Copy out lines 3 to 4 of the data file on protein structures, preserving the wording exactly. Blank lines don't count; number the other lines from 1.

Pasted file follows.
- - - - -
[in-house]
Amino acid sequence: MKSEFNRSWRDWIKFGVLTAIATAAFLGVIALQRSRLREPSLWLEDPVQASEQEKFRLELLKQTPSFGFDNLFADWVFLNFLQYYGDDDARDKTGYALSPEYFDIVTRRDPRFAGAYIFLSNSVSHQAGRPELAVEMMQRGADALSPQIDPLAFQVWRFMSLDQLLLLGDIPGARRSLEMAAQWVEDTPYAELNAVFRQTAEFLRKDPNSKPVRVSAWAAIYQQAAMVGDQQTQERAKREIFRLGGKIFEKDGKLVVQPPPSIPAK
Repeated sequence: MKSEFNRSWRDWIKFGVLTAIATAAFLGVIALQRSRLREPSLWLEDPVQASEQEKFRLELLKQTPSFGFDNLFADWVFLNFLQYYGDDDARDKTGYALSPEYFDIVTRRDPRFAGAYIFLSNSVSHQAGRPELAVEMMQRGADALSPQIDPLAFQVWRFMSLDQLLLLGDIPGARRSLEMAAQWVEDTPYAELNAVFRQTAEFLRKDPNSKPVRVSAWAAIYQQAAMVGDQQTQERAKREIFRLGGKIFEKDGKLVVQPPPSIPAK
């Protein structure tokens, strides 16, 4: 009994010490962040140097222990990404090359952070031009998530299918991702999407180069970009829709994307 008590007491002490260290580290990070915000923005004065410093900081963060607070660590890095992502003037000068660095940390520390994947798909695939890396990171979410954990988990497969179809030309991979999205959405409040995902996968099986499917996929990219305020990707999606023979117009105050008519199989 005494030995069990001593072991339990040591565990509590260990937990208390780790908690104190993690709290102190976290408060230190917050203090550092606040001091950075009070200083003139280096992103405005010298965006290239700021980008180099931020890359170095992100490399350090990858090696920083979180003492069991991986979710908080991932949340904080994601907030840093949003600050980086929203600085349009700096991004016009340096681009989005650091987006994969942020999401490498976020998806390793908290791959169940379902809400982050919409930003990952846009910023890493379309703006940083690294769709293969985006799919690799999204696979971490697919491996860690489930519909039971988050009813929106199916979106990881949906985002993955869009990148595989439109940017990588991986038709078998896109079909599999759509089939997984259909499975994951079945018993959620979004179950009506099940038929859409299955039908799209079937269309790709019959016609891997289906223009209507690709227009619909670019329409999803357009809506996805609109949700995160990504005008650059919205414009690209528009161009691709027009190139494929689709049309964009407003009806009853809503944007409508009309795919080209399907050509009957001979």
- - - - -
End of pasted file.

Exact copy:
Repeated sequence: MKSEFNRSWRDWIKFGVLTAIATAAFLGVIALQRSRLREPSLWLEDPVQASEQEKFRLELLKQTPSFGFDNLFADWVFLNFLQYYGDDDARDKTGYALSPEYFDIVTRRDPRFAGAYIFLSNSVSHQAGRPELAVEMMQRGADALSPQIDPLAFQVWRFMSLDQLLLLGDIPGARRSLEMAAQWVEDTPYAELNAVFRQTAEFLRKDPNSKPVRVSAWAAIYQQAAMVGDQQTQERAKREIFRLGGKIFEKDGKLVVQPPPSIPAK
């Protein structure tokens, strides 16, 4: 009994010490962040140097222990990404090359952070031009998530299918991702999407180069970009829709994307 008590007491002490260290580290990070915000923005004065410093900081963060607070660590890095992502003037000068660095940390520390994947798909695939890396990171979410954990988990497969179809030309991979999205959405409040995902996968099986499917996929990219305020990707999606023979117009105050008519199989 005494030995069990001593072991339990040591565990509590260990937990208390780790908690104190993690709290102190976290408060230190917050203090550092606040001091950075009070200083003139280096992103405005010298965006290239700021980008180099931020890359170095992100490399350090990858090696920083979180003492069991991986979710908080991932949340904080994601907030840093949003600050980086929203600085349009700096991004016009340096681009989005650091987006994969942020999401490498976020998806390793908290791959169940379902809400982050919409930003990952846009910023890493379309703006940083690294769709293969985006799919690799999204696979971490697919491996860690489930519909039971988050009813929106199916979106990881949906985002993955869009990148595989439109940017990588991986038709078998896109079909599999759509089939997984259909499975994951079945018993959620979004179950009506099940038929859409299955039908799209079937269309790709019959016609891997289906223009209507690709227009619909670019329409999803357009809506996805609109949700995160990504005008650059919205414009690209528009161009691709027009190139494929689709049309964009407003009806009853809503944007409508009309795919080209399907050509009957001979």